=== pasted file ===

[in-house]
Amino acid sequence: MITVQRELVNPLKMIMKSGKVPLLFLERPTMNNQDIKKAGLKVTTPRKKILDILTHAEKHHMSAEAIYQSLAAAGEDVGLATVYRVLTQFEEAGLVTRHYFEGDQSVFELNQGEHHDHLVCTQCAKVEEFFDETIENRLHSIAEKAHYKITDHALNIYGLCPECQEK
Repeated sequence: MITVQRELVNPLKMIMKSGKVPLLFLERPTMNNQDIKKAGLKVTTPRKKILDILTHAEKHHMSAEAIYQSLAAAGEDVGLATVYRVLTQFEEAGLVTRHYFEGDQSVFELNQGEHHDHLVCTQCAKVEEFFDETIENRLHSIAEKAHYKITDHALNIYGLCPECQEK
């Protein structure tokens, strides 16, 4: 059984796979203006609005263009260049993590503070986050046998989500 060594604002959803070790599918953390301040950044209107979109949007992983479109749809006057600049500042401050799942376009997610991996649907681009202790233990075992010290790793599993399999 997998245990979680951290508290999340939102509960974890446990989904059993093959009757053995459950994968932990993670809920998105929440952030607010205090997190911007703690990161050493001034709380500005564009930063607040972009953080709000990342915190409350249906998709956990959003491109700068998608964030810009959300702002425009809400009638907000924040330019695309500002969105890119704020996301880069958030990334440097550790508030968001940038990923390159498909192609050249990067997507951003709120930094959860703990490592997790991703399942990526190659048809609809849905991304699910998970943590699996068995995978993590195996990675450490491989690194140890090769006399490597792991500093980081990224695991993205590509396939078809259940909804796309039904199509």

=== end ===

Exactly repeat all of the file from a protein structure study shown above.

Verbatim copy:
[in-house]
Amino acid sequence: MITVQRELVNPLKMIMKSGKVPLLFLERPTMNNQDIKKAGLKVTTPRKKILDILTHAEKHHMSAEAIYQSLAAAGEDVGLATVYRVLTQFEEAGLVTRHYFEGDQSVFELNQGEHHDHLVCTQCAKVEEFFDETIENRLHSIAEKAHYKITDHALNIYGLCPECQEK
Repeated sequence: MITVQRELVNPLKMIMKSGKVPLLFLERPTMNNQDIKKAGLKVTTPRKKILDILTHAEKHHMSAEAIYQSLAAAGEDVGLATVYRVLTQFEEAGLVTRHYFEGDQSVFELNQGEHHDHLVCTQCAKVEEFFDETIENRLHSIAEKAHYKITDHALNIYGLCPECQEK
């Protein structure tokens, strides 16, 4: 059984796979203006609005263009260049993590503070986050046998989500 060594604002959803070790599918953390301040950044209107979109949007992983479109749809006057600049500042401050799942376009997610991996649907681009202790233990075992010290790793599993399999 997998245990979680951290508290999340939102509960974890446990989904059993093959009757053995459950994968932990993670809920998105929440952030607010205090997190911007703690990161050493001034709380500005564009930063607040972009953080709000990342915190409350249906998709956990959003491109700068998608964030810009959300702002425009809400009638907000924040330019695309500002969105890119704020996301880069958030990334440097550790508030968001940038990923390159498909192609050249990067997507951003709120930094959860703990490592997790991703399942990526190659048809609809849905991304699910998970943590699996068995995978993590195996990675450490491989690194140890090769006399490597792991500093980081990224695991993205590509396939078809259940909804796309039904199509």